David Carlier/Caters News

Bodyboarding Down Glaciers Is A (Terrifying) Thing That Exists

Death-defying duo hydrospeeds on Europe's largest glacier.

Only crazy daredevils would see the longest, deepest and largest glacier in Europe and think, "We should totally bodyboard down that thing." That's exactly what Claude-Alain Gailland and Gilles Janin did recently, conquering Aletsch Glacier in Switzerland with a seven-mile hydrospeeding ride down the treacherous ice river.

Hydrospeeding, also called riverboarding, is similar to bodyboarding, but without waves it requires a high-flotation board and flippers for steering and control. It's a fairly common board sport, but bring glaciers into the mix, and then you have a small subset of riders qualified to take on the challenge. That's because, according to the Daily Mail, riders risk being carried away by overpowering currents, drowning in hidden crevices, being overtaken by collapsing glacial lakes or getting crushed by broken chunks of ice speeding downstream.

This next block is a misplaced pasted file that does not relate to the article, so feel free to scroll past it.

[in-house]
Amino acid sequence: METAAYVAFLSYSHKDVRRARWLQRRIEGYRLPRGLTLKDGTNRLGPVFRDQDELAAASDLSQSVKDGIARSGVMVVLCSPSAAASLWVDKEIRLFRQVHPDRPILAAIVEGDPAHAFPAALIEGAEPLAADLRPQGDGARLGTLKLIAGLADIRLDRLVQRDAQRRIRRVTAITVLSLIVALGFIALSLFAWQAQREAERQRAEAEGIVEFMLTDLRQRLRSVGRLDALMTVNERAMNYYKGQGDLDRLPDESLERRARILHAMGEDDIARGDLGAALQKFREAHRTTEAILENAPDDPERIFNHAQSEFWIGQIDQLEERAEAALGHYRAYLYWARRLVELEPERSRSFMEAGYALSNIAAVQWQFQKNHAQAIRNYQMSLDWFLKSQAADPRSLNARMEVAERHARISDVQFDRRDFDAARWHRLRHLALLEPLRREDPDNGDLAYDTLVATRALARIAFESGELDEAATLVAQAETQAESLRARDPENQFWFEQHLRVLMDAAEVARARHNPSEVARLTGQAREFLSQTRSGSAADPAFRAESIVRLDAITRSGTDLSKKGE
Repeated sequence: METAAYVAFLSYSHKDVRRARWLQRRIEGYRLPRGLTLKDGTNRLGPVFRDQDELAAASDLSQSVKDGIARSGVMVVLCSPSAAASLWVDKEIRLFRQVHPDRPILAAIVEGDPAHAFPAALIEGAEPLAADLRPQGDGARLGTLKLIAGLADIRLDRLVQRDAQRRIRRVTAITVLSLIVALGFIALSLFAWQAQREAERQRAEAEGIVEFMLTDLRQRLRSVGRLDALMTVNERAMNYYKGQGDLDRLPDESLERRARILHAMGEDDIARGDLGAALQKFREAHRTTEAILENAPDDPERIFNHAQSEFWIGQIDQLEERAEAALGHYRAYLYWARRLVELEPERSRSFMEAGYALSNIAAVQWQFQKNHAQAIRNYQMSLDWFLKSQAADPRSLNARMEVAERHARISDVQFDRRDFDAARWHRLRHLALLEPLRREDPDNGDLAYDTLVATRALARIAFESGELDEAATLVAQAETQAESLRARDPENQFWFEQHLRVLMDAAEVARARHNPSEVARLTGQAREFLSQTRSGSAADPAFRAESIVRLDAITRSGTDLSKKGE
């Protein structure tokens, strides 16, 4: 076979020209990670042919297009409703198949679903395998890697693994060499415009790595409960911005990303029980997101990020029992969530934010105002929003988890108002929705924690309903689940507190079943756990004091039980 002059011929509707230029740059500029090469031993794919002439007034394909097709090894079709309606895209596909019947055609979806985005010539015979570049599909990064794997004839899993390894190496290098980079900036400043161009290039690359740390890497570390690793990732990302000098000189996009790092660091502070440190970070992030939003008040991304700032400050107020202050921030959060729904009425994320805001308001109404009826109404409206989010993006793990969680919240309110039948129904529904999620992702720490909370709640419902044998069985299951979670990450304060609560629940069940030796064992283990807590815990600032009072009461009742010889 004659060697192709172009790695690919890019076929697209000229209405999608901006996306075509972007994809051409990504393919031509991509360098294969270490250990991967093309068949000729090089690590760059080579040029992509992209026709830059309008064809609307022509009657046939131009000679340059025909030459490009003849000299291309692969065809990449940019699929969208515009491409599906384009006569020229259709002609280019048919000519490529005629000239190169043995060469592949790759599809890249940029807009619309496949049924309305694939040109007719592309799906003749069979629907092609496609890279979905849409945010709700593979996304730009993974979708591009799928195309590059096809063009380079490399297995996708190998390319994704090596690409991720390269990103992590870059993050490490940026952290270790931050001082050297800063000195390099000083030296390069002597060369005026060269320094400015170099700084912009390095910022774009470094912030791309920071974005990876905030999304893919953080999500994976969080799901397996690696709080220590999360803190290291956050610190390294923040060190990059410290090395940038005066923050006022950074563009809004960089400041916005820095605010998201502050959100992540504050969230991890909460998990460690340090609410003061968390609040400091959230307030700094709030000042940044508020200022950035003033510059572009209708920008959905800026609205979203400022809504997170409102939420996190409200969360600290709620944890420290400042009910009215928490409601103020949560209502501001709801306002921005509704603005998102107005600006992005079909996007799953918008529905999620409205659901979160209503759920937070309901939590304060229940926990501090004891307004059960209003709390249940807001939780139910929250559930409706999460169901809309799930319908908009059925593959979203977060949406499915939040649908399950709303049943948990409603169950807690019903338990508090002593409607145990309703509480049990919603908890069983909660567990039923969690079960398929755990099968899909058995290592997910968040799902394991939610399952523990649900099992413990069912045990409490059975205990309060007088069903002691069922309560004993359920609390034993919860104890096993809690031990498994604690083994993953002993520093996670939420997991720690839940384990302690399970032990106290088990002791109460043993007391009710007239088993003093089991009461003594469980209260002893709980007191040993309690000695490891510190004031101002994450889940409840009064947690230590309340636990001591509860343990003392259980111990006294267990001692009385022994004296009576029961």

David Carlier/Caters News

"This is a very unusual activity — most wouldn't dare to hydrospeed on a course like this," said photographer David Carlier, who documented the duo's run. Just to give some scope into its massive size, the Aletsch Glacier forms at a point where four other glaciers meet. "We are talking about a handful of guys in the world who can do it, as it requires a lot of knowledge and expertise."

David Carlier/Caters News

So it's all the danger of the skeleton, with all the danger of of falling into a frozen lake, plus all the danger of sledding down an avalanche, with none of the safety of staying at home and watching "Ice Road Truckers." What's not to like!

David Carlier/Caters News